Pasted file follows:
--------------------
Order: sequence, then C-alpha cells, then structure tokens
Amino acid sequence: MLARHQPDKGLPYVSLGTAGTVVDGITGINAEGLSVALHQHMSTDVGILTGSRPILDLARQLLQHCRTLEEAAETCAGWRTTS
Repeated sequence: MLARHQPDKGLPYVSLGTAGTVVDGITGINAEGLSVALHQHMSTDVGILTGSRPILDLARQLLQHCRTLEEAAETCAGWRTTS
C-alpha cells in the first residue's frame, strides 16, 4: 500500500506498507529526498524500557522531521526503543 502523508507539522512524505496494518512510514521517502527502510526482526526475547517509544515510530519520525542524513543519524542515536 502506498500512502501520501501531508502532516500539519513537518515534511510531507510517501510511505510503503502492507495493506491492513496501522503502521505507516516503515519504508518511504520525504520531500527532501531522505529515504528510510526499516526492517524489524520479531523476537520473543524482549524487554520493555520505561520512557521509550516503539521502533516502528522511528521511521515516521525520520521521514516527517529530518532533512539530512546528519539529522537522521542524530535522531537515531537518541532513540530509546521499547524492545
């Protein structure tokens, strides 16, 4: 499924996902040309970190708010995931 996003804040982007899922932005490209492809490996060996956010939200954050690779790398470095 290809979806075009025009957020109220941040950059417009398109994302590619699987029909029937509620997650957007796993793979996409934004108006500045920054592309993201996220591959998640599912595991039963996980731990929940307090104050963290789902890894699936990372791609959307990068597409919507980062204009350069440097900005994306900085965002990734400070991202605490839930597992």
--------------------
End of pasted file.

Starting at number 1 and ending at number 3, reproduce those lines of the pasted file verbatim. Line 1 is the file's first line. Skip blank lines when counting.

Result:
Order: sequence, then C-alpha cells, then structure tokens
Amino acid sequence: MLARHQPDKGLPYVSLGTAGTVVDGITGINAEGLSVALHQHMSTDVGILTGSRPILDLARQLLQHCRTLEEAAETCAGWRTTS
Repeated sequence: MLARHQPDKGLPYVSLGTAGTVVDGITGINAEGLSVALHQHMSTDVGILTGSRPILDLARQLLQHCRTLEEAAETCAGWRTTS